The Rudd Government is a reforming Government.   Workplace reform was one of its earliest actions; this is ongoing at a pace that allows for steady adjustment to the new order.  Reform of Commonwealth-State relations to coordinate efforts in health, water management, transport; and a seamless economy that harmonizes regulation across States, are among the most important reforms in train.  Comprehensive tax reform will be based on the Henry review and will include reform of welfare support, particularly for pensioners, carers, and those on fixed incomes, who are the ones suffering most in today’s economic climate. 

The Government is committed to a universal health care system that provides care where and to whom it is needed at a price the individual and the community can afford. A new level of coordination across the Commonwealth and the States will ensure this occurs. 

In pursuit of social justice and a fair go for all, especially the socially disadvantaged, the Government supports tax relief and measures to assist in balancing the household budget and supporting small business. We believe that a socially responsible Government looks after those who need support, and assists those who are seeking work to achieve gainful employment. 

The Rudd Government is committed to a sustainable environment and to this end ratified the Kyoto protocol as its first act.  It accepts the reality of climate change and mankind’s contribution to it, and is determined to contribute meaningfully to carbon emissions control via a Carbon Pollution Reduction Scheme.  This is being developed following the Garnaut Report and the Green Paper with wide consultation with business and the community, and Treasury modeling.  There will be a cost.  But the burden will be reduced by compensation so that households and businesses will not be unfairly affected.  Innovative research towards renewable energy will be strongly supported.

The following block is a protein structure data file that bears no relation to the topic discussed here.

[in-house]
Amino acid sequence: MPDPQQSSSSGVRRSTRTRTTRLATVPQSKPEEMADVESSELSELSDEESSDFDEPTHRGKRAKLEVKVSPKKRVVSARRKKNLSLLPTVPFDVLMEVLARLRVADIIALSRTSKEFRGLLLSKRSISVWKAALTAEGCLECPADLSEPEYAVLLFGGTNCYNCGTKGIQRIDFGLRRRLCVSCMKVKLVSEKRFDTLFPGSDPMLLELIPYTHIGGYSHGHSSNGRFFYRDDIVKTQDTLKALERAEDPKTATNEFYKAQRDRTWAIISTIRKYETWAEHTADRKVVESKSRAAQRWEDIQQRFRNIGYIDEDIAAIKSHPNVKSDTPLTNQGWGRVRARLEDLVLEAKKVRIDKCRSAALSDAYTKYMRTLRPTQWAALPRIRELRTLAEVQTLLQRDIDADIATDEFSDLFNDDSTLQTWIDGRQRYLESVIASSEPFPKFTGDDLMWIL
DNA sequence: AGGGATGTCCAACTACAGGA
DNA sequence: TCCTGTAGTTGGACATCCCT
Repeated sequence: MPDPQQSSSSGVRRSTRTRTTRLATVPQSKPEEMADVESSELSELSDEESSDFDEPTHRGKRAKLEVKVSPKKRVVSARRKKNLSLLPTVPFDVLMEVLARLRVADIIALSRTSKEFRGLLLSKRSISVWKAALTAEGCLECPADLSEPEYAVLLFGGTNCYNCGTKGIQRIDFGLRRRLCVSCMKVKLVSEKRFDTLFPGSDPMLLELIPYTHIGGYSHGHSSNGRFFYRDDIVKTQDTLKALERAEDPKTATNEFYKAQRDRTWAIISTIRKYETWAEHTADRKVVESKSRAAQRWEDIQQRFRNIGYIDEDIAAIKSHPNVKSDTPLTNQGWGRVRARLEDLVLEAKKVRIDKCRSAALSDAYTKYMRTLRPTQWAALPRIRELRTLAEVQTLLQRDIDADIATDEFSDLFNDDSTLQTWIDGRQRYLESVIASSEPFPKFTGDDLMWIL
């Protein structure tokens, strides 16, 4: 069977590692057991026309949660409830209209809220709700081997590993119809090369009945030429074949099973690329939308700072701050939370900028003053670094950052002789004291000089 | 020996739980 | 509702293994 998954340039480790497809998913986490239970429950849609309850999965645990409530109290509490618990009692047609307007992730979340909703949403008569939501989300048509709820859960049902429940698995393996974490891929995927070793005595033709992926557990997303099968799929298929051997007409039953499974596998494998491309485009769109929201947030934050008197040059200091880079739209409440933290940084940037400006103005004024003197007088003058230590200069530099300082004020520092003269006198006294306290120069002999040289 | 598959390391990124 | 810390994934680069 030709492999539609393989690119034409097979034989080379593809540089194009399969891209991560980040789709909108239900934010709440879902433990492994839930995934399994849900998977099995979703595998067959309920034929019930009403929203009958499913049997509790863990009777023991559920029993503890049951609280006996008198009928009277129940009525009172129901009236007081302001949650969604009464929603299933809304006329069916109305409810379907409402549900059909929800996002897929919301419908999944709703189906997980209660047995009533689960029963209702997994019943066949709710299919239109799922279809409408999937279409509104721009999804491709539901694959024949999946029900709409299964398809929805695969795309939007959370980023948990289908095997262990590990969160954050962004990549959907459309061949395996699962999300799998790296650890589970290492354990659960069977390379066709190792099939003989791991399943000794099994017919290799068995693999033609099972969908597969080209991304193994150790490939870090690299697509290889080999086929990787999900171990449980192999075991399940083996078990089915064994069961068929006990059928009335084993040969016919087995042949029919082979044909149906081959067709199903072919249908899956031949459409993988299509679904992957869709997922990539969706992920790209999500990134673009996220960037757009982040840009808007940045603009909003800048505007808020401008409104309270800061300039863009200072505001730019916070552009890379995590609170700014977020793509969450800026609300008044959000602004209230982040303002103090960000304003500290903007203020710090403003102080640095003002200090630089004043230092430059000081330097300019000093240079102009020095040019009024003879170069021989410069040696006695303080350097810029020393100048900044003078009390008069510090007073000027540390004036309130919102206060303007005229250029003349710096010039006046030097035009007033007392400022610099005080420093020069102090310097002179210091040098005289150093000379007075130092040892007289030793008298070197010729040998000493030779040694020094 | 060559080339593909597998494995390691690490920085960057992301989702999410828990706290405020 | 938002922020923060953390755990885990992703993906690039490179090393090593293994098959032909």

Water reform is a key aim and in particular restoring the Murray-Darling system to a healthy state.  The water agreement with the States, the Murray Darling Commission and the water buy-back scheme will ensure that despite the worst drought in living memory this vital waterway will be restored as fast as is feasible.   

The Government is determined to improve the lot of indigenous people.  The ‘Apology’ was just the beginning of a concerted push towards better health, closing the 17 year life-expectancy gap, and improving living conditions, education, housing and employment.  Assisting indigenous people achieve the standard of living of other Australians is a core aim.